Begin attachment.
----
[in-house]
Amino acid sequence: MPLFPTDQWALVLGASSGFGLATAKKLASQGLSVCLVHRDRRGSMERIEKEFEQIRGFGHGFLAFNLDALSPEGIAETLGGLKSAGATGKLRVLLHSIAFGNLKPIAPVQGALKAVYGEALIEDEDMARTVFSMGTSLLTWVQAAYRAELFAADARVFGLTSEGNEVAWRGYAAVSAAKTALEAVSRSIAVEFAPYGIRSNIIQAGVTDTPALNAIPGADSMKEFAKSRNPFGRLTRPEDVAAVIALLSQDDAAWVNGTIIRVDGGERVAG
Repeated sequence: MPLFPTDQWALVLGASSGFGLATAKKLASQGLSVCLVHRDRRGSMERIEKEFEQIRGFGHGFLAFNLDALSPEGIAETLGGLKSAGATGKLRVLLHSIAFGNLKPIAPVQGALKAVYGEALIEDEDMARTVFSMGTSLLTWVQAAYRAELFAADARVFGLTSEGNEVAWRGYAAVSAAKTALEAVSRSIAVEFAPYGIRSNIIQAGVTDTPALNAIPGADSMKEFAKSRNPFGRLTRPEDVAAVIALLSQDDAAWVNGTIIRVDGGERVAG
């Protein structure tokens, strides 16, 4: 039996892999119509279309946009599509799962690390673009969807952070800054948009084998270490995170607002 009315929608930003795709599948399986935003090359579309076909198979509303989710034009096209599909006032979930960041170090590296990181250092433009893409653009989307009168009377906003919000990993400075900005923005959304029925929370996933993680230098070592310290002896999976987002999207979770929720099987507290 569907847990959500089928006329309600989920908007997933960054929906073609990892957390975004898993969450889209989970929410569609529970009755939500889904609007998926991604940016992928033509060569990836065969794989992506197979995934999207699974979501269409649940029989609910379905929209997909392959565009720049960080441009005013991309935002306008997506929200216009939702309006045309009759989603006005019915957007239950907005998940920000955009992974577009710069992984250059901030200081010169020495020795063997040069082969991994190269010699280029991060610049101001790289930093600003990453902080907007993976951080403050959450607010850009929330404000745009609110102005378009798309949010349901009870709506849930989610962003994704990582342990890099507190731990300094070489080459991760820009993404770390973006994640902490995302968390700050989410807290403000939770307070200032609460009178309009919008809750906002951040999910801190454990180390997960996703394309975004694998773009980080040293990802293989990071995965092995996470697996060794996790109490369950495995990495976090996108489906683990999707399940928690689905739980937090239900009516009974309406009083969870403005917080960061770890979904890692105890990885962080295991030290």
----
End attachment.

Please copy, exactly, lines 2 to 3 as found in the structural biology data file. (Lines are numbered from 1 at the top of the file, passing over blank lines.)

Amino acid sequence: MPLFPTDQWALVLGASSGFGLATAKKLASQGLSVCLVHRDRRGSMERIEKEFEQIRGFGHGFLAFNLDALSPEGIAETLGGLKSAGATGKLRVLLHSIAFGNLKPIAPVQGALKAVYGEALIEDEDMARTVFSMGTSLLTWVQAAYRAELFAADARVFGLTSEGNEVAWRGYAAVSAAKTALEAVSRSIAVEFAPYGIRSNIIQAGVTDTPALNAIPGADSMKEFAKSRNPFGRLTRPEDVAAVIALLSQDDAAWVNGTIIRVDGGERVAG
Repeated sequence: MPLFPTDQWALVLGASSGFGLATAKKLASQGLSVCLVHRDRRGSMERIEKEFEQIRGFGHGFLAFNLDALSPEGIAETLGGLKSAGATGKLRVLLHSIAFGNLKPIAPVQGALKAVYGEALIEDEDMARTVFSMGTSLLTWVQAAYRAELFAADARVFGLTSEGNEVAWRGYAAVSAAKTALEAVSRSIAVEFAPYGIRSNIIQAGVTDTPALNAIPGADSMKEFAKSRNPFGRLTRPEDVAAVIALLSQDDAAWVNGTIIRVDGGERVAG